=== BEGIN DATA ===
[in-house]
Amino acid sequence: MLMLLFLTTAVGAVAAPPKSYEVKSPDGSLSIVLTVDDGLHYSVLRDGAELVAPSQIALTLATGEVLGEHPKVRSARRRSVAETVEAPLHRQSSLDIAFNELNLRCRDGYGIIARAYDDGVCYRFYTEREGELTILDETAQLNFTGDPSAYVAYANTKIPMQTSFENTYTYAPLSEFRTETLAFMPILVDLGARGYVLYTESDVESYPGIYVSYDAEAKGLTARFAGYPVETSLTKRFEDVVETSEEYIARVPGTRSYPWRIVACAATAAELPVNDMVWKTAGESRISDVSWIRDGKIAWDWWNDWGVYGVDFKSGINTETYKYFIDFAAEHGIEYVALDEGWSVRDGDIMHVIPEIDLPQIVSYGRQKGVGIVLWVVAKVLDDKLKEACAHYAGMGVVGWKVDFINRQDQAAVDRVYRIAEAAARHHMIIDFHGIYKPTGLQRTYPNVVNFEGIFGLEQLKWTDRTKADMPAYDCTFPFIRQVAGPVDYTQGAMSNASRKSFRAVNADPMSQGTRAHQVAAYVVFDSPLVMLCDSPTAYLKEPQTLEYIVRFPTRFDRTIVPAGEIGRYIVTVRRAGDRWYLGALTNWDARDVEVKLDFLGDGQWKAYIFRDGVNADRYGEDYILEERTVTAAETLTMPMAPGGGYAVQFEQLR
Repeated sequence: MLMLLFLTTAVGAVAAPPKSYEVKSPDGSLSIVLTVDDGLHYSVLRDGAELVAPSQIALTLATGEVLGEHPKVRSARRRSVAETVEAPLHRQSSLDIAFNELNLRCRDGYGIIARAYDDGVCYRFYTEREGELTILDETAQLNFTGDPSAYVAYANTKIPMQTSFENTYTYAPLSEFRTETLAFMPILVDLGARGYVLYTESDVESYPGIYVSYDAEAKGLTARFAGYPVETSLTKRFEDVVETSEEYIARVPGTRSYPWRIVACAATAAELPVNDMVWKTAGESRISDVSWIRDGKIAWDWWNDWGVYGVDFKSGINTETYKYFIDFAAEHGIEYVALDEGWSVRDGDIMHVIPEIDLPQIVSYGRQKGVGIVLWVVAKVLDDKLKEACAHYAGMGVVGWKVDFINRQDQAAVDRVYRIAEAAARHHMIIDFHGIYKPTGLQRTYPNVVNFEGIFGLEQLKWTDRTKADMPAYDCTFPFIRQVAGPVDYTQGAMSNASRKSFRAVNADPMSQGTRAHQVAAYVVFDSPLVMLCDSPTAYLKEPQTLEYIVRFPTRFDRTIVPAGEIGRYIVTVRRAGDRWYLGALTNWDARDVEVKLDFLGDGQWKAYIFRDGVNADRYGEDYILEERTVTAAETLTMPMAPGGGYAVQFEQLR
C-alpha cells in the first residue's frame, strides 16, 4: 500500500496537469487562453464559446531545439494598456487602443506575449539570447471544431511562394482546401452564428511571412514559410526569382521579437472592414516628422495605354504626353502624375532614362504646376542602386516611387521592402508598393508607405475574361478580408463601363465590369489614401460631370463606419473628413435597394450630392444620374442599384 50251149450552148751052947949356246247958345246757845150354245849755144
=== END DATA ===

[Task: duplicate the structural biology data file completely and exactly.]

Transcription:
[in-house]
Amino acid sequence: MLMLLFLTTAVGAVAAPPKSYEVKSPDGSLSIVLTVDDGLHYSVLRDGAELVAPSQIALTLATGEVLGEHPKVRSARRRSVAETVEAPLHRQSSLDIAFNELNLRCRDGYGIIARAYDDGVCYRFYTEREGELTILDETAQLNFTGDPSAYVAYANTKIPMQTSFENTYTYAPLSEFRTETLAFMPILVDLGARGYVLYTESDVESYPGIYVSYDAEAKGLTARFAGYPVETSLTKRFEDVVETSEEYIARVPGTRSYPWRIVACAATAAELPVNDMVWKTAGESRISDVSWIRDGKIAWDWWNDWGVYGVDFKSGINTETYKYFIDFAAEHGIEYVALDEGWSVRDGDIMHVIPEIDLPQIVSYGRQKGVGIVLWVVAKVLDDKLKEACAHYAGMGVVGWKVDFINRQDQAAVDRVYRIAEAAARHHMIIDFHGIYKPTGLQRTYPNVVNFEGIFGLEQLKWTDRTKADMPAYDCTFPFIRQVAGPVDYTQGAMSNASRKSFRAVNADPMSQGTRAHQVAAYVVFDSPLVMLCDSPTAYLKEPQTLEYIVRFPTRFDRTIVPAGEIGRYIVTVRRAGDRWYLGALTNWDARDVEVKLDFLGDGQWKAYIFRDGVNADRYGEDYILEERTVTAAETLTMPMAPGGGYAVQFEQLR
Repeated sequence: MLMLLFLTTAVGAVAAPPKSYEVKSPDGSLSIVLTVDDGLHYSVLRDGAELVAPSQIALTLATGEVLGEHPKVRSARRRSVAETVEAPLHRQSSLDIAFNELNLRCRDGYGIIARAYDDGVCYRFYTEREGELTILDETAQLNFTGDPSAYVAYANTKIPMQTSFENTYTYAPLSEFRTETLAFMPILVDLGARGYVLYTESDVESYPGIYVSYDAEAKGLTARFAGYPVETSLTKRFEDVVETSEEYIARVPGTRSYPWRIVACAATAAELPVNDMVWKTAGESRISDVSWIRDGKIAWDWWNDWGVYGVDFKSGINTETYKYFIDFAAEHGIEYVALDEGWSVRDGDIMHVIPEIDLPQIVSYGRQKGVGIVLWVVAKVLDDKLKEACAHYAGMGVVGWKVDFINRQDQAAVDRVYRIAEAAARHHMIIDFHGIYKPTGLQRTYPNVVNFEGIFGLEQLKWTDRTKADMPAYDCTFPFIRQVAGPVDYTQGAMSNASRKSFRAVNADPMSQGTRAHQVAAYVVFDSPLVMLCDSPTAYLKEPQTLEYIVRFPTRFDRTIVPAGEIGRYIVTVRRAGDRWYLGALTNWDARDVEVKLDFLGDGQWKAYIFRDGVNADRYGEDYILEERTVTAAETLTMPMAPGGGYAVQFEQLR
C-alpha cells in the first residue's frame, strides 16, 4: 500500500496537469487562453464559446531545439494598456487602443506575449539570447471544431511562394482546401452564428511571412514559410526569382521579437472592414516628422495605354504626353502624375532614362504646376542602386516611387521592402508598393508607405475574361478580408463601363465590369489614401460631370463606419473628413435597394450630392444620374442599384 50251149450552148751052947949356246247958345246757845150354245849755144